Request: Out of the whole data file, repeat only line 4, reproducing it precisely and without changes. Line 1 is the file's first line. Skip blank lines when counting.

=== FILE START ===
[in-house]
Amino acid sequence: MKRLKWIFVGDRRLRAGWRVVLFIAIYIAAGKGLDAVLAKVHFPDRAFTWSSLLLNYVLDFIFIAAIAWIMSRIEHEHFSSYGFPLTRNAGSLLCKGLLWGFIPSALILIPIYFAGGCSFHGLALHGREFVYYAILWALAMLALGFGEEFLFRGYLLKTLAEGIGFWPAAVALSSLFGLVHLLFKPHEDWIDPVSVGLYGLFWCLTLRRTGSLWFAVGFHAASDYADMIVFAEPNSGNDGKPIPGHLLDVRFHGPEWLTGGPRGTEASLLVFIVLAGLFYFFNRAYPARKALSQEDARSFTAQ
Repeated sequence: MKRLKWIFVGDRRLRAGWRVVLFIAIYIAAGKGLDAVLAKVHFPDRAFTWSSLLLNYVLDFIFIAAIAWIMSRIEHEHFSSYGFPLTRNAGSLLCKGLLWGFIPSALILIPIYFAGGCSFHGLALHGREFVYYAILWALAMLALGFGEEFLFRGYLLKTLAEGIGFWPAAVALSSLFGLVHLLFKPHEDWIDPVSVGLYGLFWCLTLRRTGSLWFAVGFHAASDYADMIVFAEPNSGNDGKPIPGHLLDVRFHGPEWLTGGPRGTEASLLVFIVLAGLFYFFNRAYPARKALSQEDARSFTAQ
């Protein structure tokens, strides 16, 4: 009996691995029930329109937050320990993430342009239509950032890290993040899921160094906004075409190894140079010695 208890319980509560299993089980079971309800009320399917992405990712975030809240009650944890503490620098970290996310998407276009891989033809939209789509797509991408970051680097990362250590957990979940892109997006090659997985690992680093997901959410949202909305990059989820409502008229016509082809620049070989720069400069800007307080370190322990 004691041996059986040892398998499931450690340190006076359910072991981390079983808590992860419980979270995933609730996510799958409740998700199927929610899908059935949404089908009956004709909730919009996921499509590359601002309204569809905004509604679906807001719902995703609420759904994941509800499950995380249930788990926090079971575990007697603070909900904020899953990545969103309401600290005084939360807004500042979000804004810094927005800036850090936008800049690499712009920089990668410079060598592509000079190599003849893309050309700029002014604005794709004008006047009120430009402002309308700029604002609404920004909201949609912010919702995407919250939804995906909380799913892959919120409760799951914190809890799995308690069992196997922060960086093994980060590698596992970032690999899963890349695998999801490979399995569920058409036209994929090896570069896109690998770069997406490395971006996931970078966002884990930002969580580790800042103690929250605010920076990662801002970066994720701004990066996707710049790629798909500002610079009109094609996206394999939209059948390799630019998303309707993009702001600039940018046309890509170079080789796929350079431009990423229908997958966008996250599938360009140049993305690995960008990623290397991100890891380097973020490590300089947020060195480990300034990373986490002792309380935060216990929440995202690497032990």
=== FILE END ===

């Protein structure tokens, strides 16, 4: 009996691995029930329109937050320990993430342009239509950032890290993040899921160094906004075409190894140079010695 208890319980509560299993089980079971309800009320399917992405990712975030809240009650944890503490620098970290996310998407276009891989033809939209789509797509991408970051680097990362250590957990979940892109997006090659997985690992680093997901959410949202909305990059989820409502008229016509082809620049070989720069400069800007307080370190322990 004691041996059986040892398998499931450690340190006076359910072991981390079983808590992860419980979270995933609730996510799958409740998700199927929610899908059935949404089908009956004709909730919009996921499509590359601002309204569809905004509604679906807001719902995703609420759904994941509800499950995380249930788990926090079971575990007697603070909900904020899953990545969103309401600290005084939360807004500042979000804004810094927005800036850090936008800049690499712009920089990668410079060598592509000079190599003849893309050309700029002014604005794709004008006047009120430009402002309308700029604002609404920004909201949609912010919702995407919250939804995906909380799913892959919120409760799951914190809890799995308690069992196997922060960086093994980060590698596992970032690999899963890349695998999801490979399995569920058409036209994929090896570069896109690998770069997406490395971006996931970078966002884990930002969580580790800042103690929250605010920076990662801002970066994720701004990066996707710049790629798909500002610079009109094609996206394999939209059948390799630019998303309707993009702001600039940018046309890509170079080789796929350079431009990423229908997958966008996250599938360009140049993305690995960008990623290397991100890891380097973020490590300089947020060195480990300034990373986490002792309380935060216990929440995202690497032990």